Police Define “Concealed” Firearm As “In Plain View”?

gun glock2.jpgCarrying a Concealed Firearm, or concealed weapon, can be a serious charge, carrying minimum mandatory prison time. The problem is that, many of these cases start with the police “seeing” the firearm. This begs the basic question: if you can “see” the firearm, how can you say it’s “concealed”? Isn’t this basic Webster Dictionary type stuff here, “concealed” means “to place out of sight.” Lucky for us, our courts are able to better define concealed.

My favorite concealed firearm analysis comes from the old case of Donald v. State, 344 Sol.2d 633 (Fla. 2nd DCA 1977). In this case, Mr. Donald was ordered by police to stop walking as they were conducting an investigation into a possible disorderly intoxication case of a drunk man firing shots. Donald complied with the officer’s orders. The officer approached Donald from behind and patted him down, and in the process the officer felt a pistol lodged in the belt on the front side of the defendant. The officer arrested and charged Donald with carrying a concealed firearm, and he was found guilty of that charge. The problem here is obvious; the officer walked up on Donald from behind and felt a gun in the front of Donald. There would be no way for the officer to see whether or not the front of Donald’s shirt actually ‘concealed’ the firearm as the statute requires.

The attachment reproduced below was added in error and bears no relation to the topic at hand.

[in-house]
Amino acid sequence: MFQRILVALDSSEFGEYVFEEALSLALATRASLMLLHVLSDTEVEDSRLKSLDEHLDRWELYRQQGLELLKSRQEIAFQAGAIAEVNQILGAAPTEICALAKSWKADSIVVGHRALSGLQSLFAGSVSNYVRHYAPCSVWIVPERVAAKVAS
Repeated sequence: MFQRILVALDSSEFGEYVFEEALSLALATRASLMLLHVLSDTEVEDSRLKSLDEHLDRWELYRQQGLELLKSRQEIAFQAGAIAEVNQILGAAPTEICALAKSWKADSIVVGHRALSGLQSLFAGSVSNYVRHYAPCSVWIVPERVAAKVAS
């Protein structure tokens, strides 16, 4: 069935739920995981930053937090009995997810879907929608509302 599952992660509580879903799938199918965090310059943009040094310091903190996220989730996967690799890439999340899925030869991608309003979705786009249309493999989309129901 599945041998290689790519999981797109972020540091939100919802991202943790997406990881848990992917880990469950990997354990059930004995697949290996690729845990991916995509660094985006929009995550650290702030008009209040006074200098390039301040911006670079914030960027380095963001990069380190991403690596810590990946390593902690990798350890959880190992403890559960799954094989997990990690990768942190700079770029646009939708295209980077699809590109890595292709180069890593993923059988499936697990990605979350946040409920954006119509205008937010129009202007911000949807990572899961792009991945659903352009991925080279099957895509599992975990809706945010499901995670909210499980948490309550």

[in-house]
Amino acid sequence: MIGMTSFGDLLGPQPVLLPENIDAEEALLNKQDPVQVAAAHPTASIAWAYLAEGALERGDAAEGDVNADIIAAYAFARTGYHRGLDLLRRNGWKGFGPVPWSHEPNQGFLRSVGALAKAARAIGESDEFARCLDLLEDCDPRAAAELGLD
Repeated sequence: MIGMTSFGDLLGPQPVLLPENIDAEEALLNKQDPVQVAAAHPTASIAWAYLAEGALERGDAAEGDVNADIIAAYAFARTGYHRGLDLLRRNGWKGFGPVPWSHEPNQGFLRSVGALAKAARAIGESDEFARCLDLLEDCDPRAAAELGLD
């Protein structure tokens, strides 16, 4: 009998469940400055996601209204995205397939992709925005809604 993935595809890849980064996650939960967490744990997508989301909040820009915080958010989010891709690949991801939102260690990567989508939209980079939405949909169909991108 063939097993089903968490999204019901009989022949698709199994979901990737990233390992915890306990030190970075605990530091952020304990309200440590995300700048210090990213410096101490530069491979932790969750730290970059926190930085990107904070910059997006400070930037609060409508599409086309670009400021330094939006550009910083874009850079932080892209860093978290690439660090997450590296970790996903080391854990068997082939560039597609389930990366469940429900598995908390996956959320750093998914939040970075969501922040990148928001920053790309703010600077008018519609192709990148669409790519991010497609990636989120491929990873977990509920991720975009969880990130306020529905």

Proof of concealment is an essential element of this crime (duh), and the state must prove beyond a reasonable doubt that the firearm was concealed from the ordinary sight of another person. The appeals court in Donald overturned his conviction, discharging Donald completely. In so doing, the 2nd DCA (District Court of Appeals) noted that the officer never had a good view of the defendant from the front, so he could not testify as to whether or not the gun was visible from the front. Specifically, the officer testified that Donald’s firearm protruded from his pants, yet his shirttail may, or may not, have covered up the gun. So, for now, Florida law remains in step with both Webster’s Dictionary and common sense–concealed means ‘to place out of sight’.